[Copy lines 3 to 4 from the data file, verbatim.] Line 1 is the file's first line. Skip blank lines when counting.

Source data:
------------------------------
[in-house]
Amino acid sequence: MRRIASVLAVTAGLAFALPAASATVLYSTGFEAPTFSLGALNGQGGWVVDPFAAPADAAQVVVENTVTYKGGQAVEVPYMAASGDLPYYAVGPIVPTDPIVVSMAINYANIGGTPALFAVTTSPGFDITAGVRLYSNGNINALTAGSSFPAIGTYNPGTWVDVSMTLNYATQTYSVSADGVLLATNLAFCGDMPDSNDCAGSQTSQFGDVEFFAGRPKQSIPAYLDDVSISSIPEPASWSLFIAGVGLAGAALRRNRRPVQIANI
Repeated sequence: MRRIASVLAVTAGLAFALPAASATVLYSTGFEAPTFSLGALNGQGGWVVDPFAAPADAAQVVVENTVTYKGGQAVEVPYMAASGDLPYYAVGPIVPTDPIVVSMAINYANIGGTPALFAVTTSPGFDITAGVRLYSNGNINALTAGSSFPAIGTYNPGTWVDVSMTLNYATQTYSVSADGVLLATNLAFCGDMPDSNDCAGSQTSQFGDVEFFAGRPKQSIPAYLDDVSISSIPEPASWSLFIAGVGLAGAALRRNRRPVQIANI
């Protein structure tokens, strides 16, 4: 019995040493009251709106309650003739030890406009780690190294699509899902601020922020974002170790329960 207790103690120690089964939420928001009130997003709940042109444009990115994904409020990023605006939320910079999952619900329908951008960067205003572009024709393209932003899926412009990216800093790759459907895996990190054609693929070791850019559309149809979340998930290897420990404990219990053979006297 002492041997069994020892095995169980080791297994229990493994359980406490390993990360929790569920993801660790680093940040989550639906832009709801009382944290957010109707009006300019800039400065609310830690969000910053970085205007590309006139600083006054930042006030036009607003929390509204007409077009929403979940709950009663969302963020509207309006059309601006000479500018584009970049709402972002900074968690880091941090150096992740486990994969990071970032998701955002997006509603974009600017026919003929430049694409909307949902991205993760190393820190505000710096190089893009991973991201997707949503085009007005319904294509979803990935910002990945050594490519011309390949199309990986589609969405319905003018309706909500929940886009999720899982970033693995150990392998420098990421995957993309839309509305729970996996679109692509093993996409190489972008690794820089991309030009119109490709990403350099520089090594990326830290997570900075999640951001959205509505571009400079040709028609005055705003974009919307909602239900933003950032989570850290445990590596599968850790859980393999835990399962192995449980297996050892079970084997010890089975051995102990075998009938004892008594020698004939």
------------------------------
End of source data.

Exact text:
Repeated sequence: MRRIASVLAVTAGLAFALPAASATVLYSTGFEAPTFSLGALNGQGGWVVDPFAAPADAAQVVVENTVTYKGGQAVEVPYMAASGDLPYYAVGPIVPTDPIVVSMAINYANIGGTPALFAVTTSPGFDITAGVRLYSNGNINALTAGSSFPAIGTYNPGTWVDVSMTLNYATQTYSVSADGVLLATNLAFCGDMPDSNDCAGSQTSQFGDVEFFAGRPKQSIPAYLDDVSISSIPEPASWSLFIAGVGLAGAALRRNRRPVQIANI
């Protein structure tokens, strides 16, 4: 019995040493009251709106309650003739030890406009780690190294699509899902601020922020974002170790329960 207790103690120690089964939420928001009130997003709940042109444009990115994904409020990023605006939320910079999952619900329908951008960067205003572009024709393209932003899926412009990216800093790759459907895996990190054609693929070791850019559309149809979340998930290897420990404990219990053979006297 002492041997069994020892095995169980080791297994229990493994359980406490390993990360929790569920993801660790680093940040989550639906832009709801009382944290957010109707009006300019800039400065609310830690969000910053970085205007590309006139600083006054930042006030036009607003929390509204007409077009929403979940709950009663969302963020509207309006059309601006000479500018584009970049709402972002900074968690880091941090150096992740486990994969990071970032998701955002997006509603974009600017026919003929430049694409909307949902991205993760190393820190505000710096190089893009991973991201997707949503085009007005319904294509979803990935910002990945050594490519011309390949199309990986589609969405319905003018309706909500929940886009999720899982970033693995150990392998420098990421995957993309839309509305729970996996679109692509093993996409190489972008690794820089991309030009119109490709990403350099520089090594990326830290997570900075999640951001959205509505571009400079040709028609005055705003974009919307909602239900933003950032989570850290445990590596599968850790859980393999835990399962192995449980297996050892079970084997010890089975051995102990075998009938004892008594020698004939």